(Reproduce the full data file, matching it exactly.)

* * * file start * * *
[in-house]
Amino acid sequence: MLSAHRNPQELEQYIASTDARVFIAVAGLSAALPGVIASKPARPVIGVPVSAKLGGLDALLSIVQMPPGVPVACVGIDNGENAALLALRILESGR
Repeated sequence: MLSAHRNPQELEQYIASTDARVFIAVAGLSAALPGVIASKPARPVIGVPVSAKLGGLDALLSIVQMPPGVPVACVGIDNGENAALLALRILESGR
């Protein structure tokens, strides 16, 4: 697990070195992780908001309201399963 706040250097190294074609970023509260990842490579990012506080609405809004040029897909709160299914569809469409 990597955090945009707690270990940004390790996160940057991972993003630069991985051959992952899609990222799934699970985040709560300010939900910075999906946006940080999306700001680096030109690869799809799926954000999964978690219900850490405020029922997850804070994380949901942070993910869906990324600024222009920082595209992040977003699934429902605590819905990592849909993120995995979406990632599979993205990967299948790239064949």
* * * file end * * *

[in-house]
Amino acid sequence: MLSAHRNPQELEQYIASTDARVFIAVAGLSAALPGVIASKPARPVIGVPVSAKLGGLDALLSIVQMPPGVPVACVGIDNGENAALLALRILESGR
Repeated sequence: MLSAHRNPQELEQYIASTDARVFIAVAGLSAALPGVIASKPARPVIGVPVSAKLGGLDALLSIVQMPPGVPVACVGIDNGENAALLALRILESGR
């Protein structure tokens, strides 16, 4: 697990070195992780908001309201399963 706040250097190294074609970023509260990842490579990012506080609405809004040029897909709160299914569809469409 990597955090945009707690270990940004390790996160940057991972993003630069991985051959992952899609990222799934699970985040709560300010939900910075999906946006940080999306700001680096030109690869799809799926954000999964978690219900850490405020029922997850804070994380949901942070993910869906990324600024222009920082595209992040977003699934429902605590819905990592849909993120995995979406990632599979993205990967299948790239064949």